Jared Bernstein Trades Barbs With CNBC Host After He’s Accused Of ‘Spreading’ White House Spinpin


Brianna Lyman News and Commentary Writer
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CNBC’s “Squawk Box” host Joe Kernen traded barbs with White House Economic Adviser Jared Bernstein on Monday after the former accused the latter of “spreading” the White House’s messaging.

The duo were discussing the yield on 10-year treasury bonds, with the benchmark falling to 3.732% in mid-November, according to The Wall Street Journal (WSJ). The yield is below the federal-funds rate, which sits at 3.83%, the outlet reported.

Kernen argued China needs to re-open in order to help lower the cost of fuel. Bernstien said he wouldn’t delve into foreign policy details, but noted Biden and Chinese President Xi Jinping recently spoke about global commodities before adding that Biden’s goal is “to get the best deal for the American middle class.”

Kernen then accused Bernstein of failing to provide a “straight answer.” (RELATED: Wall Street Is Freaking Out About One Major Recession Indicator)

“So you’re an economist, but because of your new job, you even had trouble just giving me the straight answer on the ten-year because you’re just there to, I don’t know, to walk the line or to spread the White House’s message,” Kernen said. “I don’t even know if I can —”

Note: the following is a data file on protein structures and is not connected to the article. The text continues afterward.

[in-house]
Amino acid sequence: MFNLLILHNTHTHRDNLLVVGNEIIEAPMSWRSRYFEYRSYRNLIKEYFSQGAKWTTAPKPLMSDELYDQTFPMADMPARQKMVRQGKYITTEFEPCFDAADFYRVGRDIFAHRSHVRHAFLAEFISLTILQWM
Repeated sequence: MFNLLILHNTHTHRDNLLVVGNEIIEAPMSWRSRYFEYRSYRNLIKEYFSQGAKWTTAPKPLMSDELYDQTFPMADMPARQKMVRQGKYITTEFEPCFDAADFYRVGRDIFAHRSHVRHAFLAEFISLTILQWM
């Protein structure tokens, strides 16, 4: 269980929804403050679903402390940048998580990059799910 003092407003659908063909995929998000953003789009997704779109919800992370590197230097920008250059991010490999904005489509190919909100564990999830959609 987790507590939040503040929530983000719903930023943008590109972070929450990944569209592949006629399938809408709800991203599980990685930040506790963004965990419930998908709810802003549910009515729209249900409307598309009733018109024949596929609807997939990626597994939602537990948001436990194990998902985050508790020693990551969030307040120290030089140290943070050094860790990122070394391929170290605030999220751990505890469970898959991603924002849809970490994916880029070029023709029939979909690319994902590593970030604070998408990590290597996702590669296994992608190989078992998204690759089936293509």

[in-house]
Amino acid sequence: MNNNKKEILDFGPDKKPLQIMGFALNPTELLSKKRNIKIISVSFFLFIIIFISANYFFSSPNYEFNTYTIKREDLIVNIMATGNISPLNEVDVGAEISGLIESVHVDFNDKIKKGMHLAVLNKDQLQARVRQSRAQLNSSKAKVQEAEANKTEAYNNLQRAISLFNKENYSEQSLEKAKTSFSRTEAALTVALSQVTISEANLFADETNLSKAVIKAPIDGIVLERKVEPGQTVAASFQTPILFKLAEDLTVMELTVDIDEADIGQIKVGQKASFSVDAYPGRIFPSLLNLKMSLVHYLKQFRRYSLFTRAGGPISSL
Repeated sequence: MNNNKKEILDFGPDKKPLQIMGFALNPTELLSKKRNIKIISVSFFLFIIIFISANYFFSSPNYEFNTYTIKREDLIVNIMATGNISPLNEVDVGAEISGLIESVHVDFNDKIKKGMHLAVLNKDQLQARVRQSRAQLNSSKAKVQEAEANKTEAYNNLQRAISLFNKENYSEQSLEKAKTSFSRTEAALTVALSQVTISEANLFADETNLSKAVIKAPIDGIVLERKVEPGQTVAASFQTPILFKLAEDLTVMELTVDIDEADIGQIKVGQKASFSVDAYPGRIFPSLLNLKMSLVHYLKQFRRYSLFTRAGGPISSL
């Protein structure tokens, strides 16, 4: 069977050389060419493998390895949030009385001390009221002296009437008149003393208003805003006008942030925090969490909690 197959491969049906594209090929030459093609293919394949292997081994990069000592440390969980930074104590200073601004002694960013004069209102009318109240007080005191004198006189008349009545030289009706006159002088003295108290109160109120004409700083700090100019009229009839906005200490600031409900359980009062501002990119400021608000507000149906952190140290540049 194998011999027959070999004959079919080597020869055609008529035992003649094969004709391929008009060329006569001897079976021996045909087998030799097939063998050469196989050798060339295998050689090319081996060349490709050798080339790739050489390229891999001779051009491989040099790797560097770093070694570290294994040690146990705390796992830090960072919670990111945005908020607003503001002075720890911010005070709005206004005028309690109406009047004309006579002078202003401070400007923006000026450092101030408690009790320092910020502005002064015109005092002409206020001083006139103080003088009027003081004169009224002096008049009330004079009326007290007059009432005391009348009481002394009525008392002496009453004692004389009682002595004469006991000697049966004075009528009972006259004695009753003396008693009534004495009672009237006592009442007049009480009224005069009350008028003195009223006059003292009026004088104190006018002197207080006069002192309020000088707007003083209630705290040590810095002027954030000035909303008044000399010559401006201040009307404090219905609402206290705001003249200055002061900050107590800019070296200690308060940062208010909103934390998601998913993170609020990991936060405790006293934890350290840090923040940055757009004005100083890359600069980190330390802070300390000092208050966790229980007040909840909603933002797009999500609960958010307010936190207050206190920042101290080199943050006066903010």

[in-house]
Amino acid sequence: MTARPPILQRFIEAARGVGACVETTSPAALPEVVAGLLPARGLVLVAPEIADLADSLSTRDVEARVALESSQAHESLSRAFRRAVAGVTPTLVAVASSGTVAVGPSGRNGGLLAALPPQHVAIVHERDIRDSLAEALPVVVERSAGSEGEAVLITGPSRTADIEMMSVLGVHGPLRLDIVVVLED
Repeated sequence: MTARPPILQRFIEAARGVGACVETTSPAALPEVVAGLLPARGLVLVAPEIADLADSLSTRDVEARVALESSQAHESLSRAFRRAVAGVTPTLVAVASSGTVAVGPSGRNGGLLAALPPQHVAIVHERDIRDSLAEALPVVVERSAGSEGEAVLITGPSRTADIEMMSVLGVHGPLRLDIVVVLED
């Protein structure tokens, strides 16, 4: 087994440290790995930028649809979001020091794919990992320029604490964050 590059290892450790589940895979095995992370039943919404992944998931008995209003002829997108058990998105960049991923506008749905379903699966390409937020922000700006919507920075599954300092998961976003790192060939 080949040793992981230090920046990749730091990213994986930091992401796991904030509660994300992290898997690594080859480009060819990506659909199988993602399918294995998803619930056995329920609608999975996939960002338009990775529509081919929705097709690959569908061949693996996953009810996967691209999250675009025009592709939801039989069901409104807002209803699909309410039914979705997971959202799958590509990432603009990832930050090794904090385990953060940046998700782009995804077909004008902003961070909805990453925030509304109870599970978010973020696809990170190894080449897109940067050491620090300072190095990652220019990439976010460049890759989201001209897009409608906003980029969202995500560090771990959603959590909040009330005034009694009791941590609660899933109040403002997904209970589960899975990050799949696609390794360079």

“I don’t know if that’s fair, wait a second, I don’t think that’s fair,” Bernstein responded. “Here’s the thing, it is actually a very important and very conscious policy to pursue fed independence from the —”

“I know,” Kernen said. “I want to go to this next thing.”

“We know there are economies who have been just brought to their knees by compromising that independence,” Bernstein said.

“But this next one I know you’re not going to answer now, because you’re not going to be able to —” Kernen said.

“As an economist, we have a divided government now, are you at least a little bit relieved that the certain parts of the Democratic Party do not need now to be appeased with more spending? Can you just — can you just sit back for the next two years and go, ‘No, we can’t even pretend we’re going to pass more crazy legislation to blow out about that.’ Really, you’re not happy that that happened, Jared?”

“As an economist aren’t you happy?” Kernen pressed.

“I am, I am happy right now, but it’s not because I am an economist,” Bernstein began.

“Not because of that, okay,” Kernen said. “Not because of gridlock. You’re not welcoming gridlock. I think you are secretly.”

“No, I mean, I think, like, basically the idea that we would sit on our hands, it’s just … kind of nuts,” Bernstein said before Kernen could finish his sentence.

“Well, nuts.”

“Kind of nuts,” Bernstein reiterated, before touting the Biden administration’s implementation of the so-called Inflation Reduction Act and the CHIPS and Science Act.